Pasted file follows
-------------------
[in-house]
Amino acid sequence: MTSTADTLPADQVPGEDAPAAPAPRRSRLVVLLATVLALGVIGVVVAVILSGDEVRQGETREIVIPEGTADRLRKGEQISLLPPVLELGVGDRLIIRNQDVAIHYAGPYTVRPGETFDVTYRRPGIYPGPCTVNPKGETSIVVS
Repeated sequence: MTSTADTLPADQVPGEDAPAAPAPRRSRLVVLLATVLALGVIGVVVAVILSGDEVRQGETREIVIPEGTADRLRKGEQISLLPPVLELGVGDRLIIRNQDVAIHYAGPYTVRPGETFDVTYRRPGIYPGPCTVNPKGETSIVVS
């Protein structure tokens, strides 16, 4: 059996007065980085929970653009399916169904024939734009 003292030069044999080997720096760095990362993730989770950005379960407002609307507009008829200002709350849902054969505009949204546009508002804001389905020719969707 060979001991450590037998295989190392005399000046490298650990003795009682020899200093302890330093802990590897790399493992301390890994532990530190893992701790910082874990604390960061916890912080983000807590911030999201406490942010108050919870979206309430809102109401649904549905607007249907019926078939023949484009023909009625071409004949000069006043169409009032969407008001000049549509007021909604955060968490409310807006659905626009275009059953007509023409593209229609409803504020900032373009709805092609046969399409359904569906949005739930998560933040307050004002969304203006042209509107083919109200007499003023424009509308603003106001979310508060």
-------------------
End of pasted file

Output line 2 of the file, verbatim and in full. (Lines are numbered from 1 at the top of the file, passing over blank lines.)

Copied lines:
Amino acid sequence: MTSTADTLPADQVPGEDAPAAPAPRRSRLVVLLATVLALGVIGVVVAVILSGDEVRQGETREIVIPEGTADRLRKGEQISLLPPVLELGVGDRLIIRNQDVAIHYAGPYTVRPGETFDVTYRRPGIYPGPCTVNPKGETSIVVS